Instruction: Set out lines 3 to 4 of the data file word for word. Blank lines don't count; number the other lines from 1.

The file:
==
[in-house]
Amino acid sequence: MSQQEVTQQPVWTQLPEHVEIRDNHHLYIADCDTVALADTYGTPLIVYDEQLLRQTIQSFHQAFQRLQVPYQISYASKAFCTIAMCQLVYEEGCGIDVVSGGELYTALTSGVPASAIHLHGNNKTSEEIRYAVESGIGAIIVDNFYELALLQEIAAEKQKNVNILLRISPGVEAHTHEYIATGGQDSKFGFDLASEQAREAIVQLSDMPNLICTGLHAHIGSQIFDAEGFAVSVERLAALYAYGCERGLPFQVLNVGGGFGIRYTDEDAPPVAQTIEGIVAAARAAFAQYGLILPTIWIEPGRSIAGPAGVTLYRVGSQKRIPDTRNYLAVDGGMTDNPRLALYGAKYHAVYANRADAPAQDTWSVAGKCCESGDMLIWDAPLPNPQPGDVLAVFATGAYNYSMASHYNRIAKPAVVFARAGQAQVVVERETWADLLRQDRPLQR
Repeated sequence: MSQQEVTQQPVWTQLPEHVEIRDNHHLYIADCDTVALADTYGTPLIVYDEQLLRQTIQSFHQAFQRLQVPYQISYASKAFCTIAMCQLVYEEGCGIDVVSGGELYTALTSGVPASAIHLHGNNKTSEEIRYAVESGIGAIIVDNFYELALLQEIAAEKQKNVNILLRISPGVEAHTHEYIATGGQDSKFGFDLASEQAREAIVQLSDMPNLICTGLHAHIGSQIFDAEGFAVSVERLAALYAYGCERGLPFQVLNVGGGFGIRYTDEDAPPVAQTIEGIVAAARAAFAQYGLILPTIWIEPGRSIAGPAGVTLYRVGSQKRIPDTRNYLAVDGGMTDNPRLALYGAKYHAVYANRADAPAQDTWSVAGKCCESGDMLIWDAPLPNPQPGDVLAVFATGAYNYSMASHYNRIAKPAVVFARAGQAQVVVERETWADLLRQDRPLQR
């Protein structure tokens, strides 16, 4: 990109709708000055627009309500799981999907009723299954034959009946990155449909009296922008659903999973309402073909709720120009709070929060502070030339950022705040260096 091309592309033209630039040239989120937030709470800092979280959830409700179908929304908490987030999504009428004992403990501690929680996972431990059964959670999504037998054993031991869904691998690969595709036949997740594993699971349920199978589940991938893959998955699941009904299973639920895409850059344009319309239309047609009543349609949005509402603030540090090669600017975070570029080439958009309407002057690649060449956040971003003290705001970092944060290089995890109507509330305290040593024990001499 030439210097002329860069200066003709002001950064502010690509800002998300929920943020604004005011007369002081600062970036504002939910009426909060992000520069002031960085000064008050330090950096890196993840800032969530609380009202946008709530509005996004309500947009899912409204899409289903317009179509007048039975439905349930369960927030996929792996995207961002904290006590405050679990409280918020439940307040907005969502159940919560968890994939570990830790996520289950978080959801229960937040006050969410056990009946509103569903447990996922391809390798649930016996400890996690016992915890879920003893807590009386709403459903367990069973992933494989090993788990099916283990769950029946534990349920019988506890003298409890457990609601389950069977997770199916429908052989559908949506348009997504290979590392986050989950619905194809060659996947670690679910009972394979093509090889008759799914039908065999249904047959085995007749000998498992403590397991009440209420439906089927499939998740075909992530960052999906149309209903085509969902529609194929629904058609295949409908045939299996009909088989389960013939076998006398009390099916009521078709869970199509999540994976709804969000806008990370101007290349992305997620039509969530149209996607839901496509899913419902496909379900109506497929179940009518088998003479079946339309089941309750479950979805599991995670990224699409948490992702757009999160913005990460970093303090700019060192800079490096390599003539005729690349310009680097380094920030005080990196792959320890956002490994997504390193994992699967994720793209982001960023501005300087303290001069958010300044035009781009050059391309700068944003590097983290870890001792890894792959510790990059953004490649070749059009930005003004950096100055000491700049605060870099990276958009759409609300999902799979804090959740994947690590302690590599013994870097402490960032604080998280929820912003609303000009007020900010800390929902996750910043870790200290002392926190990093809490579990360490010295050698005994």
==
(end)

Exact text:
Repeated sequence: MSQQEVTQQPVWTQLPEHVEIRDNHHLYIADCDTVALADTYGTPLIVYDEQLLRQTIQSFHQAFQRLQVPYQISYASKAFCTIAMCQLVYEEGCGIDVVSGGELYTALTSGVPASAIHLHGNNKTSEEIRYAVESGIGAIIVDNFYELALLQEIAAEKQKNVNILLRISPGVEAHTHEYIATGGQDSKFGFDLASEQAREAIVQLSDMPNLICTGLHAHIGSQIFDAEGFAVSVERLAALYAYGCERGLPFQVLNVGGGFGIRYTDEDAPPVAQTIEGIVAAARAAFAQYGLILPTIWIEPGRSIAGPAGVTLYRVGSQKRIPDTRNYLAVDGGMTDNPRLALYGAKYHAVYANRADAPAQDTWSVAGKCCESGDMLIWDAPLPNPQPGDVLAVFATGAYNYSMASHYNRIAKPAVVFARAGQAQVVVERETWADLLRQDRPLQR
């Protein structure tokens, strides 16, 4: 990109709708000055627009309500799981999907009723299954034959009946990155449909009296922008659903999973309402073909709720120009709070929060502070030339950022705040260096 091309592309033209630039040239989120937030709470800092979280959830409700179908929304908490987030999504009428004992403990501690929680996972431990059964959670999504037998054993031991869904691998690969595709036949997740594993699971349920199978589940991938893959998955699941009904299973639920895409850059344009319309239309047609009543349609949005509402603030540090090669600017975070570029080439958009309407002057690649060449956040971003003290705001970092944060290089995890109507509330305290040593024990001499 030439210097002329860069200066003709002001950064502010690509800002998300929920943020604004005011007369002081600062970036504002939910009426909060992000520069002031960085000064008050330090950096890196993840800032969530609380009202946008709530509005996004309500947009899912409204899409289903317009179509007048039975439905349930369960927030996929792996995207961002904290006590405050679990409280918020439940307040907005969502159940919560968890994939570990830790996520289950978080959801229960937040006050969410056990009946509103569903447990996922391809390798649930016996400890996690016992915890879920003893807590009386709403459903367990069973992933494989090993788990099916283990769950029946534990349920019988506890003298409890457990609601389950069977997770199916429908052989559908949506348009997504290979590392986050989950619905194809060659996947670690679910009972394979093509090889008759799914039908065999249904047959085995007749000998498992403590397991009440209420439906089927499939998740075909992530960052999906149309209903085509969902529609194929629904058609295949409908045939299996009909088989389960013939076998006398009390099916009521078709869970199509999540994976709804969000806008990370101007290349992305997620039509969530149209996607839901496509899913419902496909379900109506497929179940009518088998003479079946339309089941309750479950979805599991995670990224699409948490992702757009999160913005990460970093303090700019060192800079490096390599003539005729690349310009680097380094920030005080990196792959320890956002490994997504390193994992699967994720793209982001960023501005300087303290001069958010300044035009781009050059391309700068944003590097983290870890001792890894792959510790990059953004490649070749059009930005003004950096100055000491700049605060870099990276958009759409609300999902799979804090959740994947690590302690590599013994870097402490960032604080998280929820912003609303000009007020900010800390929902996750910043870790200290002392926190990093809490579990360490010295050698005994």